Landscape, habitat or garden creation

• Ensure that the entire soil profile is in a condition to promote sufficient aeration, drainage, and root growth
• Safeguard and utilise on-site soil resources where possible. If importing soils, use a reputable supplier, establish the source of the soil, and ensure it is suitable for the intended use

You can read the full document  here

What legislation covers soil waste?

In England and Wales, any soil that is to be discarded or is required to discard is considered to be waste you can find out more information here

If waste soil is to be exported from the site, it must be classified in accordance with the guidance provided by the Environment Agency’s publication. The technical Guidance WM3 can be read here

You can find more information on waste classification here

More About Earth Environmental & Geotechnical Ltd.

We have worked on a huge array of your sites, from former gasworks, Victorian reservoirs, sewage works, battery storage facilities, renewable energy projects, asbestos factories, electricity sub-stations, collieries, fuel retailing stations, airports, abattoirs, quarries, landfills, etc.

Our services have been used to assist in securing planning pemission and for the the planning and design of new retail stores, housing projects, renewable energy, windfarms solar projects, landfills, quarries, and the restoration of numerous brownfield sites.

We deliver, and take pride in, providing cost effective and pragmatic geotechnical and environmental solutions from our 8 offices in Bath, Cardiff, Edinburgh, Inverness,  Stockport, Maidstone, Reading and Wilton.

All of our offices are run by highly experienced Directors, backed by degree qualified staff.

Contact Us now to discuss your project

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Frequently Asked Questions on Soil Waste Classification

Why is Soil Waste Classification Important on Development of brownfield land

What is a Soil Waste Classification Test?

Soil waste classification testing is an first and most essential part of the waste disposal process. The Soil Waste Classification Test allows for the accurate classification of waste soil (hazardous or non-hazardous) and ensures appropriate management of waste. If a site is believed to be potentially contaminated, a soil waste classification test will be required prior to disposal of soil waste from site. A Phase 1 Desk Study combined with preliminary site investigations will identify potential contaminants to test for.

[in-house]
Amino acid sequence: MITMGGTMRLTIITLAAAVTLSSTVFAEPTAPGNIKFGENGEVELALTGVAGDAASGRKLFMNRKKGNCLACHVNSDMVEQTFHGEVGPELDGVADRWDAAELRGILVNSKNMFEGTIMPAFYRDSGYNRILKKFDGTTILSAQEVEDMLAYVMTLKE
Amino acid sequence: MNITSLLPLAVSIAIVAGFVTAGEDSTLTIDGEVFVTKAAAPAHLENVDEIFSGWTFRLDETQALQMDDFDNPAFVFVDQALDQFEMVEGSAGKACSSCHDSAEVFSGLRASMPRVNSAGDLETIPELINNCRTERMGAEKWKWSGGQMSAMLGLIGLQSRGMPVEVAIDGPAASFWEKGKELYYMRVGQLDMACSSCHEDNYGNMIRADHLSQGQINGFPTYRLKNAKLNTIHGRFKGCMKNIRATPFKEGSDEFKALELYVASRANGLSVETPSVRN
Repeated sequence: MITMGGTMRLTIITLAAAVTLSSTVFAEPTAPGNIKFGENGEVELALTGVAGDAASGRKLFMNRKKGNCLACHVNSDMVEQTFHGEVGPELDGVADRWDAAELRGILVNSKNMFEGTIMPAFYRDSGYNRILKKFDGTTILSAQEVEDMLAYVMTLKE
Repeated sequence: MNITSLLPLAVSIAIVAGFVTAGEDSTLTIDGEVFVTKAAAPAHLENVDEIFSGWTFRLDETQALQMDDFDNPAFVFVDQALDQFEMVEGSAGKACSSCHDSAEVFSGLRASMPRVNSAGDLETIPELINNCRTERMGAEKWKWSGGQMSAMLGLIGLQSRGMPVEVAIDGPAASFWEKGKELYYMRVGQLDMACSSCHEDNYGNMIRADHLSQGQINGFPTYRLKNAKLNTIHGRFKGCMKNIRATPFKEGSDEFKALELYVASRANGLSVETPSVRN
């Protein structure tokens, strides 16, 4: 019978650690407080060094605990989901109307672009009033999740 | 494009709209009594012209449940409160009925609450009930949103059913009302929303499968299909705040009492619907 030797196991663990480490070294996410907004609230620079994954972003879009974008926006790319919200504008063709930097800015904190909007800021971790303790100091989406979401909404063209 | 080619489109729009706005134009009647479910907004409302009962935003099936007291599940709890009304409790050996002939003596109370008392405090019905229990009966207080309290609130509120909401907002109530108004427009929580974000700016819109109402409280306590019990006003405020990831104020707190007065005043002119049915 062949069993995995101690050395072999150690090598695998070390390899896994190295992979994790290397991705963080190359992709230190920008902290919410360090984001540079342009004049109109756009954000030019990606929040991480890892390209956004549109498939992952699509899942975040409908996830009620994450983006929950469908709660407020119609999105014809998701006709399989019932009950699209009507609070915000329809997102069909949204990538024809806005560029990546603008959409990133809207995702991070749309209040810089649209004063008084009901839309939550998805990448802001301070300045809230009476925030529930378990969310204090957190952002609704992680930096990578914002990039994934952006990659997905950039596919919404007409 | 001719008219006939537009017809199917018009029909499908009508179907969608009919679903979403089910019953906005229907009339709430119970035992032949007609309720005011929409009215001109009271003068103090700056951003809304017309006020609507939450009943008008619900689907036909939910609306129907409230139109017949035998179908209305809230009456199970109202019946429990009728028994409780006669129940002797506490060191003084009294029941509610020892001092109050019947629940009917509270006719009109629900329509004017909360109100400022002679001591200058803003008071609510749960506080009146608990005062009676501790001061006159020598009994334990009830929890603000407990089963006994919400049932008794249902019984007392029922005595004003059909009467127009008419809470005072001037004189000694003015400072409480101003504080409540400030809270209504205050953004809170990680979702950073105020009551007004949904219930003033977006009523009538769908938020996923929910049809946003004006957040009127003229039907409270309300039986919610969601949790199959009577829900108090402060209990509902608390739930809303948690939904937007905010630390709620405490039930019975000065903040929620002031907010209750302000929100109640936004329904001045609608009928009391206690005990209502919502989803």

A soil waste classification test will analyse these contaminants and assess them against multiple waste regulations to determine whether soil waste is classified as hazardous or non-hazardous.

Soil waste classification testing may save you money by reducing disposal costs, if waste can be classified as non-hazardous, and avoiding potential penalties for wrongly disposing of soil waste.

What is The Difference between Soil Waste Classification Test and WAC Test?

Soil waste classification and WAC tests – (Waste Acceptance Criteria) are two important, and different steps in the waste management process on construction sites.

Waste Acceptance Criteria (WAC) testing is carried out to determine which landfill class soil waste can be sent to. WAC testing does not provide a measure of the total hazardous content of the soil, the tests are primarily by analysis of leachates derived from that waste.

As such WAC data must not be used for waste classification. WAC Testing is used to determine how a waste will behave once it’s buried in a landfill site.

If waste is identified as non-hazardous, through the waste classification testing process, it may be prudent to conduct WAC testing to confirm the soil waste meets inert landfill criteria. As inert landfill disposal is significantly cheaper than other landfill categories. We provide robust services to  complete the soil waste classification on your development site and where identified complete the WAC test to ensure the most cost effective and eco responsible steps are taken to reuse, recycle or dispose of waste from your development site.